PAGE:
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  • Aug 23, 2014
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CommentInsight & Opinion

China strikes right tone ahead of talks between Xi and Obama

PUBLISHED : Thursday, 06 June, 2013, 12:00am
UPDATED : Thursday, 06 June, 2013, 2:10am

China's delegation to Asia's premier annual security forum, the Shangri-La Dialogue conference, has traditionally been low-key, there more to observe than participate. This year, though, the People's Liberation Army officers who attended were engaged and outgoing, asking questions in flawless English, stating positions and even being personable. Observers have dubbed the changed tone a "charm offensive", a concerted effort to project an image compatible with the nation's international standing. But it has to be about more than perceptions; if misunderstandings, miscalculations and misinterpretations are to be avoided, there can be no other way to interact with other nations.

The Chinese style has in the past been viewed by governments irked by the nation's growing might as combative. Territorial disputes, a strengthening naval presence and perceived prickliness in dealing with issues like cyberspying, trade and the value of the yuan has led to concern about intentions. President Xi Jinping promised a new era of understanding when he took office in March, but deepening rifts with Japan, the Philippines and Vietnam over contested islands have appeared to say otherwise.

An outgoing, courteous and cordial approach by China at the Singapore conference was therefore welcome. Its delegation, led by PLA deputy chief of staff General Qi Jiangjuo , made a point of emphasising co-operation. That was on show during Qi's talks with US defence secretary Chuck Hagel, and although there was no progress on easing tensions, the US pivot to Asia top among them, their exchange was warm. A speech by Japan's defence minister, Itsunori Onodera, was praised by a junior PLA officer, while thoughtful observations and questions were raised at conference sessions.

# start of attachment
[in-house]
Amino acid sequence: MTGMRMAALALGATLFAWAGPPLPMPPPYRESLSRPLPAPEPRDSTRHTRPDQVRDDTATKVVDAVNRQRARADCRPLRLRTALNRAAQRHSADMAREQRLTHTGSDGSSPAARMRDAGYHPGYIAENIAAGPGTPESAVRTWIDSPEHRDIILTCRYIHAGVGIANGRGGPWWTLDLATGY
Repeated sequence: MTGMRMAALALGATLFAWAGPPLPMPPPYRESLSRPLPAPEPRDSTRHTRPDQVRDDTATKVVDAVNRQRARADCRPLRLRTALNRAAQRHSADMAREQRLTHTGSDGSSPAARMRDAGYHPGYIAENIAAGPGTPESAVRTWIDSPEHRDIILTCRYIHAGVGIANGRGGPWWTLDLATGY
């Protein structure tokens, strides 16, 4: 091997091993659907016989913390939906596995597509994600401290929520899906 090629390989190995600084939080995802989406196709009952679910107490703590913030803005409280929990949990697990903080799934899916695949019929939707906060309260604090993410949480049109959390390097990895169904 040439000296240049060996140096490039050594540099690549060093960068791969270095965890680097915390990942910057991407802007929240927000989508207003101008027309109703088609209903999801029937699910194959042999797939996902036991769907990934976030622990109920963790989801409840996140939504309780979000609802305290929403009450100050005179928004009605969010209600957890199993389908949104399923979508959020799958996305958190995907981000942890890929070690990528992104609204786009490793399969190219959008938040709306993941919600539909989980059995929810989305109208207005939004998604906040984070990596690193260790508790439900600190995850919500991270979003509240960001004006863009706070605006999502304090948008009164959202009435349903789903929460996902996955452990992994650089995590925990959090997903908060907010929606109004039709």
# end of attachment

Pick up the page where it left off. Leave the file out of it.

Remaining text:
No better tone could have been set ahead of the two days of informal talks between Xi and his US counterpart Barack Obama that begin tomorrow in California. It is what the world expects and needs of a leading global player.

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jenniepc
President Barack Obama and President Xi Jinping's upcoming meeting Obama will be more or less set the tone:
1) to repeatedly criticize China's human rights.
Xi Jinping doesn’t talk much, but I do not think, like his predecessor, He will be more tolerant for such like a broken record to repeatedly criticize China's human rights, while US are continually abusing his own human rights. US frequently abused American Indian, blacks or Hispanics human rights. Americans murdered and raped American Indian women in the American Indian territory without any judicial remedies for American Indian victims. However, I would think that China and the United States would be on the interests of world peace, if China and the United States work closely together.
2) Cyber spying.
Again, without provide any evidence or a conviction of the truth of a proposition. It is a speculation. The fact of the matter is that America possibly engages in more cyber espionage and spends far more money on it than anyone else in the world. Well, Americans presumably refer to it as a national defense initiative.
I am not taking sides and like it or not, my comments are always based on the facts.
Jennie PC Chiang/江佩珍 06/05/13 美國
 
 
 
 
 

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